Post # 1
I’m new here but I have a question I need some assistance with.
My fiance and I are not sure what to do. Neither one of us practice our religions and neither does our family. We are not anti-religion, it just sort of happened that way. My family is Protestant and his family is Greek Orthodox. He has mentioned a few times that he would like to get married in a church but I’m not really sure what I should do to go about doing this. Do we have it in a protestant church or a G.O. church or what? I know I could just do it outside or whatever… not really sure if there are any other options…. If anyone has any other suggestions they would be greatly appreciated!
Post # 3
There are a lot of churches that will marry you regardless of your membership as long as you are willing to go through pre-marriage counseling (which is often standard.)
Otherwise you should check out http://www.celebrantinstitute.org – this was recommended to me on here when I was looking for an atheist/humanist ceremony, but they work with you to create your ceremony, so you can include elements of spirituality if you want.
This site is helpful and was also recommended to me: http://www.interfaithofficiants.com
I hope that helps!
Post # 4
Are there some chapels in your area? In my hometown there are several literally non-denominational (as in, no church has a stake in them) where people can get married and you just hire an officiant/minister to do the wedding there.
Post # 5
Those are awesome starts for me…Thank you!
Post # 6
Hi karab819. I see you are new, so welcome to Wedding Bee! I’m an Orthodox Christian, so hopefully I can be a bit helpful on that end. You can get married in an Orthodox church if he is Orthodox and you are Protestant (if you have been baptized). However, unless you have a very untraditional priest, you would not be able to have an Orthodox service outside (it has to be done inside a church). If you are at all interested in this option, you should contact a local priest (is his family at least affiliated with a church?) Depending on the parish and the priest, they might have certain requirements like premarital counselling/regular attendance prior to the ceremony/letter from your church stating you are in fact baptized etc. I do caution you that if neither one of you are connected to a church, and his family does not attend regularly, some priests may have issues marrying you in an Orthodox church. The main thing though is that you get in touch with a local priest and discuss this with him. Despite the fact that our church is quite conservative and inflexible on certain things, there is a great great great deal of variety between priests/parishes – so you never know until you contact one directly. I hope this helps you in some way and that you are able to find an option (Prostestant/Orthodox/etc.) that works best in your situation.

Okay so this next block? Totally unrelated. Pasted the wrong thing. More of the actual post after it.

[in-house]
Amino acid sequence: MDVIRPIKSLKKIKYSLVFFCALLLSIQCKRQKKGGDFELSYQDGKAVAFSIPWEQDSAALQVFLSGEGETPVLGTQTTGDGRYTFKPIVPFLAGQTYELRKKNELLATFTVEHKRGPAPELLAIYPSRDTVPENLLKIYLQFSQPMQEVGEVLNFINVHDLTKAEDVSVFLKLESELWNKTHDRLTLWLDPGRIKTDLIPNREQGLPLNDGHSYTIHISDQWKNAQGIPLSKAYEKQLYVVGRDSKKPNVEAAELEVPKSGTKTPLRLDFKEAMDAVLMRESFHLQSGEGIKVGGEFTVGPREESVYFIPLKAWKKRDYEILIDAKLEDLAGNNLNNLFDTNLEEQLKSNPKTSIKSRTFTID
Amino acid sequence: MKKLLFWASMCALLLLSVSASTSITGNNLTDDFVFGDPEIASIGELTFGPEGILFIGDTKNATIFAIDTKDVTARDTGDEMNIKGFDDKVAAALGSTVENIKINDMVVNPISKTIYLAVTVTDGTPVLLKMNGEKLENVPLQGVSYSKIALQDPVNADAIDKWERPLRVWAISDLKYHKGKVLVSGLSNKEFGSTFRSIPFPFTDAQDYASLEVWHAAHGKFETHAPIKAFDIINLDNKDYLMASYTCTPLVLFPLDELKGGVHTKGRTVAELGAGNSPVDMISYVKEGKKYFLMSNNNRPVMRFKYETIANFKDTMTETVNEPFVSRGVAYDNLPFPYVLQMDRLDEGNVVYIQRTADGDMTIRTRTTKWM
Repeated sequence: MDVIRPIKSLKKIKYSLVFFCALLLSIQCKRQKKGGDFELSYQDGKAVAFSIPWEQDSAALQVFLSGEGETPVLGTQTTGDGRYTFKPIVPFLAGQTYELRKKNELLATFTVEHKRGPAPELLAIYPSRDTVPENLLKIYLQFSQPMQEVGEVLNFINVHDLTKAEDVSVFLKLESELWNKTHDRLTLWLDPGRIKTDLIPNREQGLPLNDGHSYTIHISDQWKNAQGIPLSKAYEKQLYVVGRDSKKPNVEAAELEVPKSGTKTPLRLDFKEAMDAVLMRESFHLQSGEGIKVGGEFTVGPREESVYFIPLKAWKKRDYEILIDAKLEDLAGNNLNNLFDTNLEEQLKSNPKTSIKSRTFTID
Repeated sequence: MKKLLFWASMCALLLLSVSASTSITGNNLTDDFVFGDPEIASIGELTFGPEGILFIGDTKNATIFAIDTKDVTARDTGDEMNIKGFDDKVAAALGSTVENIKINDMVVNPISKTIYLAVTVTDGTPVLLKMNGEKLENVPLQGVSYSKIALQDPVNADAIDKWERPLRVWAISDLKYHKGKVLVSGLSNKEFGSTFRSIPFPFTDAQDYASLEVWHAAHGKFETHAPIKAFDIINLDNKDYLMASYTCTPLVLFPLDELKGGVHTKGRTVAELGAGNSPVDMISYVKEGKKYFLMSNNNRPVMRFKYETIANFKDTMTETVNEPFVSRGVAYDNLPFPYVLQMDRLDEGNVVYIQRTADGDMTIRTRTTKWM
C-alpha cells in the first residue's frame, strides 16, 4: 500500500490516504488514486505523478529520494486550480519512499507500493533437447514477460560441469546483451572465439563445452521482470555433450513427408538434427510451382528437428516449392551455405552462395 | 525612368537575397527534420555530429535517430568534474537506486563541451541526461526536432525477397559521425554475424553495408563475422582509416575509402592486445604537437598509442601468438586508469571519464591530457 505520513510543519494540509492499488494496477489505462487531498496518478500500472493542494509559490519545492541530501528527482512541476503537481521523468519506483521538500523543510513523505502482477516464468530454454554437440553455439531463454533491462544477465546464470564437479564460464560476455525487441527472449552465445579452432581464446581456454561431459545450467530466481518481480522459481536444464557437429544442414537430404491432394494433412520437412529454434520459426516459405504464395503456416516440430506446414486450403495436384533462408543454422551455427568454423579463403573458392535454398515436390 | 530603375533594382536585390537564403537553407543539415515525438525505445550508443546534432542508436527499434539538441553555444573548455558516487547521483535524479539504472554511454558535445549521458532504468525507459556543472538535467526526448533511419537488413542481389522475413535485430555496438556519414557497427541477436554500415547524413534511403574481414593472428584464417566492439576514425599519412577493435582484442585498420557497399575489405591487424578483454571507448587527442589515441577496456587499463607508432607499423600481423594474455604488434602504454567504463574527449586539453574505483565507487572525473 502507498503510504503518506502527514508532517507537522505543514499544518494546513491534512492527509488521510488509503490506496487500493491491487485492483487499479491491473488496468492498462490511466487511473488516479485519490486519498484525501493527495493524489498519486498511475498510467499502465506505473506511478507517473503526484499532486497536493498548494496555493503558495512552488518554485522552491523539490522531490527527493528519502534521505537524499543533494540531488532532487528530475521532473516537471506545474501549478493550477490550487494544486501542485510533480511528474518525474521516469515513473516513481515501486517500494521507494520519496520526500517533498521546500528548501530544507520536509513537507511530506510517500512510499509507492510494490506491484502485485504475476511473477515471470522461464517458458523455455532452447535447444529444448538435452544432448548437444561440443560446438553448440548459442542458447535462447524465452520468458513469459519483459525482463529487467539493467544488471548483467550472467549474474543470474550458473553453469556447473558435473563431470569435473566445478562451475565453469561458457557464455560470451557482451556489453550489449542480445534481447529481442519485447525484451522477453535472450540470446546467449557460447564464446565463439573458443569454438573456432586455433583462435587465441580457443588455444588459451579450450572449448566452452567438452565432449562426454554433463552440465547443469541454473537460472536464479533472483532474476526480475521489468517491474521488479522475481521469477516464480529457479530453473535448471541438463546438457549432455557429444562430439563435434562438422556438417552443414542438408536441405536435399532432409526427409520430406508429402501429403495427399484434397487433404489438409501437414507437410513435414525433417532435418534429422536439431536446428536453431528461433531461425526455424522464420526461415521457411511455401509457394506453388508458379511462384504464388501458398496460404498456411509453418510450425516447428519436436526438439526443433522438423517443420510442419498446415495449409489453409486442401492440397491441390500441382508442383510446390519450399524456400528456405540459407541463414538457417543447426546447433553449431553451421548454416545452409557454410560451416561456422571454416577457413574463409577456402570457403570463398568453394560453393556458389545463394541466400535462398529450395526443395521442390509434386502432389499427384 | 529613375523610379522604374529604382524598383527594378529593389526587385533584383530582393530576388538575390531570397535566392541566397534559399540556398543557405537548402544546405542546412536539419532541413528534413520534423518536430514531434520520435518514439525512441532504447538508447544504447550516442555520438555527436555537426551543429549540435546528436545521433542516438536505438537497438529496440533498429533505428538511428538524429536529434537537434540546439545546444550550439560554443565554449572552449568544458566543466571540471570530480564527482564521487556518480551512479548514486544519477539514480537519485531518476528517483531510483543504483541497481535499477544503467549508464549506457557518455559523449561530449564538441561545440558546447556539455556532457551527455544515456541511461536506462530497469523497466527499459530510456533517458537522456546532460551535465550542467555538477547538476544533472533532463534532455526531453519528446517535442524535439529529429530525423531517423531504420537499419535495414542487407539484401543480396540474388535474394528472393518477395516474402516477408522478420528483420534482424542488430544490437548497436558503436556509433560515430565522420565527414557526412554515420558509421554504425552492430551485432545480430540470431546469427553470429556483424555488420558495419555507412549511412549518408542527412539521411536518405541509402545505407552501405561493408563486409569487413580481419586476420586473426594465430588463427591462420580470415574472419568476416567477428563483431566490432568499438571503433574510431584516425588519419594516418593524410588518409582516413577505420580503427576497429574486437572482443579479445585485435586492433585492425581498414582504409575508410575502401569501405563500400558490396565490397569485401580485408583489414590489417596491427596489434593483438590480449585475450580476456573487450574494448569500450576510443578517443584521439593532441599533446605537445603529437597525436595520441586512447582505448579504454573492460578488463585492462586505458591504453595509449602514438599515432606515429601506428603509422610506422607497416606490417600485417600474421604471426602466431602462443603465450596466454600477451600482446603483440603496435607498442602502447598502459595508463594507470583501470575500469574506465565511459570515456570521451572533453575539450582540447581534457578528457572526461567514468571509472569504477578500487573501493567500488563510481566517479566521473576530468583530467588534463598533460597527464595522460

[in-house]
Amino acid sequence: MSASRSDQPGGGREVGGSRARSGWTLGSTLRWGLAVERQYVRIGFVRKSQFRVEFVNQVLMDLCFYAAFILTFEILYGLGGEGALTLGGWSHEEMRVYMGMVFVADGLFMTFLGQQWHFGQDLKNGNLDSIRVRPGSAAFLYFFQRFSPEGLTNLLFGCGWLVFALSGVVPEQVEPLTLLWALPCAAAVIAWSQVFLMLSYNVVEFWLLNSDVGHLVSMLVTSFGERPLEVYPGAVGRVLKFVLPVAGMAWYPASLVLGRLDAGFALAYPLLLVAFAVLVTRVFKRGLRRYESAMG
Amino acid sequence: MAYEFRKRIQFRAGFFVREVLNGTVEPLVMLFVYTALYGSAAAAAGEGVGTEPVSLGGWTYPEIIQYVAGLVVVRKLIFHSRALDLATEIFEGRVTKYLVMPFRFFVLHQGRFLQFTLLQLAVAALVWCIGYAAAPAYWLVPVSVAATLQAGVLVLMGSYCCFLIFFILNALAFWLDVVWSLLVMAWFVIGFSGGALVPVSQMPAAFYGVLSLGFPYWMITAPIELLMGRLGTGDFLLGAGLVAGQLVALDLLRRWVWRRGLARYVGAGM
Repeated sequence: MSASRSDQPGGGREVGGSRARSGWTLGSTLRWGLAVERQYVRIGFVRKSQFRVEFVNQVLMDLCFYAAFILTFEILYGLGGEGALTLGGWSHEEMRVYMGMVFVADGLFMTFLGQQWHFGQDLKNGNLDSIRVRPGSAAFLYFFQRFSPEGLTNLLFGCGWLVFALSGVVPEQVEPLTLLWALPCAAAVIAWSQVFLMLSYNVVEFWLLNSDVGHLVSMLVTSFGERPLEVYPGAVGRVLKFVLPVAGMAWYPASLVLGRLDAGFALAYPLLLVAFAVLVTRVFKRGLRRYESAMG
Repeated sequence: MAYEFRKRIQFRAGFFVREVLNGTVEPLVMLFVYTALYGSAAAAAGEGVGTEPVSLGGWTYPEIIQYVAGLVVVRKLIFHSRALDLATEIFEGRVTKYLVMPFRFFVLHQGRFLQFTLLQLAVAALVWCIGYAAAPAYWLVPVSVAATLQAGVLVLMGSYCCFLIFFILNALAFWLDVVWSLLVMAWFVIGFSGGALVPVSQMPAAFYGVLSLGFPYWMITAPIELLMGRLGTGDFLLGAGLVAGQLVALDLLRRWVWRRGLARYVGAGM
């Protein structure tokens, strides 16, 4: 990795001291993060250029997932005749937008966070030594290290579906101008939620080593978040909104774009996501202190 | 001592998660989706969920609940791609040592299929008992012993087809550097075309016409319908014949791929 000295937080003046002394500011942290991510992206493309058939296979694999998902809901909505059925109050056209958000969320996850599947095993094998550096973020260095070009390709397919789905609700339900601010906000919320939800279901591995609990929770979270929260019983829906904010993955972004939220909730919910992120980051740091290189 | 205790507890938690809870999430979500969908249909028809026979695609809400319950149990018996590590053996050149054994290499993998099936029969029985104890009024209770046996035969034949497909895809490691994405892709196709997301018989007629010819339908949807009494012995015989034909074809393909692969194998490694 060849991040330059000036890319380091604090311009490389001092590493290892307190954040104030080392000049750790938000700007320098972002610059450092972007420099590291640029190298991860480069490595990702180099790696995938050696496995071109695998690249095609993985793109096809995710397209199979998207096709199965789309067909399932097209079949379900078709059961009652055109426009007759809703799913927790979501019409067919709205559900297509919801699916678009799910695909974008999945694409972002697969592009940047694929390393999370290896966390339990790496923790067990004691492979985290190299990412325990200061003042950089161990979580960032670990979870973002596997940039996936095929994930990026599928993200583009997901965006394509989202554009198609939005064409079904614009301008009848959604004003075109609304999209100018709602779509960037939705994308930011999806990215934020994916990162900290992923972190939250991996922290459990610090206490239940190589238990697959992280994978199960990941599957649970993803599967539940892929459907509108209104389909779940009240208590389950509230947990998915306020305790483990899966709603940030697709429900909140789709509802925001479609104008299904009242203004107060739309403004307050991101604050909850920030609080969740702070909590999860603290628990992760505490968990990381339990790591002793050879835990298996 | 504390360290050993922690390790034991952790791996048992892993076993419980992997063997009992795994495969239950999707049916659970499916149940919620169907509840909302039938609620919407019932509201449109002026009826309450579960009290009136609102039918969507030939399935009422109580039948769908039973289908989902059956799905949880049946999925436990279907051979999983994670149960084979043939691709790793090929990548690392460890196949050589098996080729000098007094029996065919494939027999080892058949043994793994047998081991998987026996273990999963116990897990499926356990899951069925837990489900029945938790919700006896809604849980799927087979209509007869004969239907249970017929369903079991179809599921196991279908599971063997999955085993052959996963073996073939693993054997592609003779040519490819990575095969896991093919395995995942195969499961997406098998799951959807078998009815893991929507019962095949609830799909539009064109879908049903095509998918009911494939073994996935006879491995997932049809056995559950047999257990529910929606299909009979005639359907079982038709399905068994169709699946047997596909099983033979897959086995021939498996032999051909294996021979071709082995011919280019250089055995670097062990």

Post # 7
Thank you for your information bamm,
I’m not sure if you or anyone else knows, what if it is the other way around? If he wanted to get married in a Protestant church? Do you know what the steps would be then? They would probably have the same sort of things with counseling and such.
The church that I was baptized in has since closed which is partially the reason for my families deterrence from religion and his family is affiliated with a church (sort of) and he was christened/baptized (sorry to sound shallow but I don’t even know what Greek Orthodox religion calls it).
Back to lilyfaith, Do you know from experience at all what my options are for holding a ceremony with an officiant (for a site)? Do they have their own recommendations usually for a church or chapel if I don’t have a ceremony site already?
Post # 8
I actually used to be Protestant (I’m a convert) – but it totally depends on which denomination you go to. My family is United Church of Canada (the largest Protestant denomination in Canada) which is a very very liberal church in Canada. They will marry people regardless of affiliation/baptism (although again, depending on the church, they may want you to attend some services/meet with the minister for counseling). However, if you go to a very conservative church, they may have very strict restrictions. Again, I would see if your denomination has a church in the area and check with them. If they don’t, there are lots of Protestant denominations which are very flexible especially if you are both from Christian traditions.
If you can’t find one in your area, lilyfaith had an excellent suggestion. As to church buildings, in my particular area, there is a pioneer village with historic churches on site where you can get married (if you bring your own officiant), and there were small chapels at both of my universities which could be rented out for religious or secular ceremonies.